• Lower initial margin with higher leverage: trading CFDs on Indices means that you get access to multiple sector-specific or country-specific Indices with lower margin requirements than if you actually decide to trade an individual index.
  • Trading CFDs on Indices means that you can benefit from upward and downward movements depending on your position.
  • More exposure to the market: instead of buying individual stocks, you get to speculate on the price of multiple stocks for lower prices, thus diversifying your portfolio and getting more exposure to market assets.
  • Easier access hedging on your own portfolio:: trading CFDs on Indices allows you to hedge against any devaluation in your existing portfolio. Doing so while trading traditionally, through purchasing an individual index, is not as straightforward and cost-efficient, as it is through CFDs.
  • Trading on Indices can be an effective way to diversify trader risk, as it provides wider exposure when compared to trading on an individual stock by providing a larger picture of the market’s performance. When trading on a stock, fluctuations in the stock price are based on a large number of factors such as performance, revenue, and confidence in their ability to produce exciting products.

On the other hand, one must be mindful of the fact that Indices may be computed differently. For instance, some Indices are price-weighted while others are market-cap-weighted which means that you get different or unbalanced valuations for some companies that are included in different Indices. Moreover, trading CFDs using leverage can largely amplify your profits but it can also amplify your losses.

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Indices FAQ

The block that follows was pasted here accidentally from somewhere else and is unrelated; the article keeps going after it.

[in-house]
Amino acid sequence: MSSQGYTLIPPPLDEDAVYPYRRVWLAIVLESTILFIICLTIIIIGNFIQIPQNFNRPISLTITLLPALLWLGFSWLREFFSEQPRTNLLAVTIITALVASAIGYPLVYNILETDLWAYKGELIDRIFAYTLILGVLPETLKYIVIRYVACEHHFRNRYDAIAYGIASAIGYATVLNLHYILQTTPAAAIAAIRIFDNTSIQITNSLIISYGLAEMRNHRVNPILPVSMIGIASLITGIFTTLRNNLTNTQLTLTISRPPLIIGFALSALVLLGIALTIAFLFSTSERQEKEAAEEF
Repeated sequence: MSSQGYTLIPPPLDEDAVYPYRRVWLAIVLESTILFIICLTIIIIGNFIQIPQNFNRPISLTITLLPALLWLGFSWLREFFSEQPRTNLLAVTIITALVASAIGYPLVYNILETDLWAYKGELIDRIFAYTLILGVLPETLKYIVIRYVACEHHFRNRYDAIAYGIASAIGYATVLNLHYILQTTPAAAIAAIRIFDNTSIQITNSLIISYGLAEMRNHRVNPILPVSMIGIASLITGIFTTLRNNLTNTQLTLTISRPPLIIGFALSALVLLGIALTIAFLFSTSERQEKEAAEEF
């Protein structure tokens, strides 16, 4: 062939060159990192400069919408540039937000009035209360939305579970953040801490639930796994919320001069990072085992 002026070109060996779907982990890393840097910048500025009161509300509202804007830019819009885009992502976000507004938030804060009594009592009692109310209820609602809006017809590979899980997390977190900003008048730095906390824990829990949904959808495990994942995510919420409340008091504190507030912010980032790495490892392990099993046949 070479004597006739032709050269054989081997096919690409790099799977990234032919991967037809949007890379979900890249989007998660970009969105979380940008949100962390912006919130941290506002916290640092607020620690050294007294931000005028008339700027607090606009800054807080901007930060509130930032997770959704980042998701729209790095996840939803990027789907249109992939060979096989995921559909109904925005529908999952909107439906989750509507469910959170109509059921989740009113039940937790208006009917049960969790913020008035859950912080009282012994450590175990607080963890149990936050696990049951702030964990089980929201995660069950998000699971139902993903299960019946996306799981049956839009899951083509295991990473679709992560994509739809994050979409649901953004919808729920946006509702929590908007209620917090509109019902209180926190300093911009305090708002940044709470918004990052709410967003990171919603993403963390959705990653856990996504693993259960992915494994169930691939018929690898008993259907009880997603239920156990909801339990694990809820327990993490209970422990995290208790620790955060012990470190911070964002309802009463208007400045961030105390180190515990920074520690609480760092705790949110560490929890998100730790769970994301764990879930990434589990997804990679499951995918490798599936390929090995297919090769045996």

A stock index is a performance indicator or measure of a country's economy or of an industry sector. For example, Nasdaq 100 represents the largest 100 companies traded on the Nasdaq Stock Exchange. If, on average, the share price of these companies goes up, then the index will rise. Conversely, if they fall, the index will drop.

Most main indices are based on a basket of shares and are thus considered good measures of the current market sentiment. When you take a position on an index, you are effectively investing in the performance of these shares and thus avoid factors that influence the performance of individual companies (such as a lack of market volume). For a full list of index futures CFD offered on the Plus500 platform, click here.

Stock market indices have different forms of calculation. These are the two most common:

  • Adjusted market capitalisation (or cap-weighted) is used to track a number of companies based on the adjusted market capitalisation of the constituent stocks. Large-cap companies have a greater impact on the index’s price than small-cap companies. S&P 500 is an example of an index that is calculated this way.
  • Price-weighted average – adds up the stock prices of all constituents, and then divides that figure by the total number of stocks in the index. Dow Jones is an example of an index that is calculated this way.

By trading index futures contracts with leverage, you can multiply the value of a trade through the use of borrowed capital, and as such, you can increase the potential profit or loss to be realised from the trade. The available leverage for index CFDs on the Plus500 platform is up to 1:20.

Here are a few highlights of trading Index CFDs:

  • You can gain diversified exposure using a single instrument – as most factors that affect individual companies are taken out of the equation.
  • More trading opportunities – we offer access to a wide range of indices from the world’s largest and most important stock markets.
  • Enjoy tight spreads and zero commissions on real-time index quotes, charts, deposits and for opening / closing trades with Plus500.

To explore more highlights and possible advantages of index CFDs, read our "What Are Indices" article.